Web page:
However, Tabari’s written paragraph and his interview transcript substantiated a microscopic view about air. He presented relatively low understanding, even after a series of learning activities about the particulate nature of matter. What Tabari wrote in his written explanation was mainly that clean air is clean and dirty air is dirty. During the interview, the interviewer tried to prompt him by asking him about substances in the air. He responded, “The stars represent clean air,” and “You have only 2% of clean air in the atmosphere.” Later on he mentioned that clean air has 15% nitrogen, but could not recall what the other 85% were. Again, Tabari’s artifact shows that the combination of graphic representation and verbal description helps us better understand his ideas.
Discussion and Conclusions
While the lens for this study does not allow for individual learning opportunities to be evaluated and correlated to specific learning outcomes, it does provide insight into the effectiveness of the overall set of learning activities and the fundamental design features that framed them. These design features include supporting an extended inquiry in a meaningful context and providing multiple opportunities of applying the concept.
In the classroom narrative and instructional sequence described previously, a variety of models and representations were used to illustrate and apply the concept of particulate nature of matter. Our intention was not to make comparisons and argue which model is more efficient than others. Previous studies (Copolo & Hounshell, 1995; Wu et al., 2001) have already addressed this issue. Our findings support previous claims by Wu et al. (2001) that various models should be provided in science classrooms, because different models emphasize different aspects of concepts, and different students have preferences for different types of models and symbol systems.
The classroom narrative depicted the teacher engaging the students in a variety of symbolic visualizations (e.g., verbal descriptions, drawings, hand models, and equation-like expressions). During this transcribed event, students were repeatedly exposed to the ideas of molecules, phases, movement, energy, and models and learned to use various models to represent invisible particles. No single method illustrated all of the five aspects of matter, but instead each type of representation highlighted a specific characteristic of the concept.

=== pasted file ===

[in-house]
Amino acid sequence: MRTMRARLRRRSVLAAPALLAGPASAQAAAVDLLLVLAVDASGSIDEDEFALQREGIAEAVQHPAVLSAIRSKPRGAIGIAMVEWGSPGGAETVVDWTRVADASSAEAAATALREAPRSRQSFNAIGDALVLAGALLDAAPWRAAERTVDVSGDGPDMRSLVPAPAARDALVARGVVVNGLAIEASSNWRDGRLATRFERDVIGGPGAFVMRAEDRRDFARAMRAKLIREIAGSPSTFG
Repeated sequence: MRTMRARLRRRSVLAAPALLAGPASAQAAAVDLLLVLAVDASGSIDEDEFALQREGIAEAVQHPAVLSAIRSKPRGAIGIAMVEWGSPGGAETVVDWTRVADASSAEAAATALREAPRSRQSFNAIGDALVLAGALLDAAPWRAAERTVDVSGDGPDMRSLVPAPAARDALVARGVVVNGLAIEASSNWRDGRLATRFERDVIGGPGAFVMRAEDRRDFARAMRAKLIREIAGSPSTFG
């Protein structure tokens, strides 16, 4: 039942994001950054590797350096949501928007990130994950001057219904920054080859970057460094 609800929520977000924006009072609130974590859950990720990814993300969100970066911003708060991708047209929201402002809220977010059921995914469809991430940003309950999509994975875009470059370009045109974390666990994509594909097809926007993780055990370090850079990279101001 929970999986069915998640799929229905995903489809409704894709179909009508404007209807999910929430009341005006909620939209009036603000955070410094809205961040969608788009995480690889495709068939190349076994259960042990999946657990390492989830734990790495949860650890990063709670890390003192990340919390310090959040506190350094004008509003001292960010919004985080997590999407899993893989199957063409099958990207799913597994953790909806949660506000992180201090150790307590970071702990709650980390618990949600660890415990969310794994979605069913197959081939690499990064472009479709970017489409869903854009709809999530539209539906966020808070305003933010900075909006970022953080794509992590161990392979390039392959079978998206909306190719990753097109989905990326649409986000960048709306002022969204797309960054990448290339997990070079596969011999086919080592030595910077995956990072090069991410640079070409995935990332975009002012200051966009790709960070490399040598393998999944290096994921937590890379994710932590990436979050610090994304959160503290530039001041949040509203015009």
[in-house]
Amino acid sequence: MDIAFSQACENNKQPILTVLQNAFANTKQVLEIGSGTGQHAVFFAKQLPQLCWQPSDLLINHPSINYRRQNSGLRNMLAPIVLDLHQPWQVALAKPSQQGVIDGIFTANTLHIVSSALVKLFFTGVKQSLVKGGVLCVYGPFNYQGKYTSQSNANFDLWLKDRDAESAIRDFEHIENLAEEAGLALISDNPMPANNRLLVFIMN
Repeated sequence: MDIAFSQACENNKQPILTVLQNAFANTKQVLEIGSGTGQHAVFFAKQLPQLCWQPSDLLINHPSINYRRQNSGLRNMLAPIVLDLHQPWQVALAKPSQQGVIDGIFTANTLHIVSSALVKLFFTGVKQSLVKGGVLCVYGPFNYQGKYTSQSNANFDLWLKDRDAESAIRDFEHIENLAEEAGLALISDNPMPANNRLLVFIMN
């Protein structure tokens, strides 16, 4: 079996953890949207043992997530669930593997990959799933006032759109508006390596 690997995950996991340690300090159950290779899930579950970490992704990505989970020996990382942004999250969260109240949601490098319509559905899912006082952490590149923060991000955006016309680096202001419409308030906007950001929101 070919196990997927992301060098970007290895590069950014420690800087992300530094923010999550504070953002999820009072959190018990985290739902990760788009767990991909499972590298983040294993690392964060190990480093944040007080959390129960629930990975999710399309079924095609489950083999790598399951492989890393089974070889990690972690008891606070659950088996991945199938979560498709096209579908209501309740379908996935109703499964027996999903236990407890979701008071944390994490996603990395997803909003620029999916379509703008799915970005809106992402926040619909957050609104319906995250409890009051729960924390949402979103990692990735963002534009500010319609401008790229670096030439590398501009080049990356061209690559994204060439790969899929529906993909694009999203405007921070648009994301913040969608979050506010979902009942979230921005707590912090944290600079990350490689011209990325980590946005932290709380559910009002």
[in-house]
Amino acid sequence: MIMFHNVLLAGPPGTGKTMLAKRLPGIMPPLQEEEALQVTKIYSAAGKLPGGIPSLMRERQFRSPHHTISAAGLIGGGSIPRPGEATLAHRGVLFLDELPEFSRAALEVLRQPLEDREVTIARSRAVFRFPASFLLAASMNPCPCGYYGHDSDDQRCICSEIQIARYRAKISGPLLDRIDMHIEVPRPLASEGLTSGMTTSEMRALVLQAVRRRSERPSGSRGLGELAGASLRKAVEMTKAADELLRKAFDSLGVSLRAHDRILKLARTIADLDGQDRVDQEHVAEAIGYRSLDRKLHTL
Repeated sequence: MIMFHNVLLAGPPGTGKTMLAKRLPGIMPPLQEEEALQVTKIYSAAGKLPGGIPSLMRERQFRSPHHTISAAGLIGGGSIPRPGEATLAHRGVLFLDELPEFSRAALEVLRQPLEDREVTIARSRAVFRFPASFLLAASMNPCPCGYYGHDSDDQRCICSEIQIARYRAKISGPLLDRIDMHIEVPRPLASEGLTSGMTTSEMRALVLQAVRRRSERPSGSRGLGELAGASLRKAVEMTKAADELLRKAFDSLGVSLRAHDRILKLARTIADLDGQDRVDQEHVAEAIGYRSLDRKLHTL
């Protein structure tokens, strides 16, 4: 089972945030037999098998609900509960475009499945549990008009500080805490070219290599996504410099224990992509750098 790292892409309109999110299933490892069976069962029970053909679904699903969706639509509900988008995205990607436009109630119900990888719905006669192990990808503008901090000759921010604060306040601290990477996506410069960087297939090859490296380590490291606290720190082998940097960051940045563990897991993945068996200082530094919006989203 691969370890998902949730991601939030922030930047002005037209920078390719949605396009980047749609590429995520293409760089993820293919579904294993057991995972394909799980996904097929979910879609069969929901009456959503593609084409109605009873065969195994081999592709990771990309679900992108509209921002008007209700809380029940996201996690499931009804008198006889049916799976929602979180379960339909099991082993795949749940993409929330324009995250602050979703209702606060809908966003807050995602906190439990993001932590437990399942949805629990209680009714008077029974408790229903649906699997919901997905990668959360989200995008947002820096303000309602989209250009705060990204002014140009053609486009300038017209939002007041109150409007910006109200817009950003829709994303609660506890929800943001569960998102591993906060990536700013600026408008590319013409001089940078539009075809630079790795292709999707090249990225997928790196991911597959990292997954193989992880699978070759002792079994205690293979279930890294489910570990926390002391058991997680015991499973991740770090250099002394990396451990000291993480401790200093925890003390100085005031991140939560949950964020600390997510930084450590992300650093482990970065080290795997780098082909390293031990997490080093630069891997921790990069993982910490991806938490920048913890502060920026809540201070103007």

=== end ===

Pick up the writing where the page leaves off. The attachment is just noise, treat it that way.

The design of the curriculum project provides opportunities for multiple representations to be used as formative assessment instruments that are a powerful component of effective teaching (Bell & Cowie, 2001; Black, 1998). By using the hand models and the prepost air drawings to externalize ideas, students’ understanding of molecules was visible to the teacher. For example, when students were asked for hand models, the teacher could easily identify that some of them may not have developed ideas of movement yet. Although some students seemed to copy other students’ responses in the hand modeling activity, students’ performances could still be evaluated through drawings. Thus, the teacher used them to assess students’ understanding formatively and decided whether she needed to go through a specific concept again. This study shows that the enactment of a whole sequence of gumdrop, hand, and human models and then computerized models and drawings had contributed to the continuous shift from one level to another. Various types of representations enable students to make transitions between the macroscopic, microscopic, and symbolic levels. This finding is supported by Dori and Hameiri (1998), who reported higher gains and less frustration of students who had the opportunity to make this transition in a gradual and constructed manner.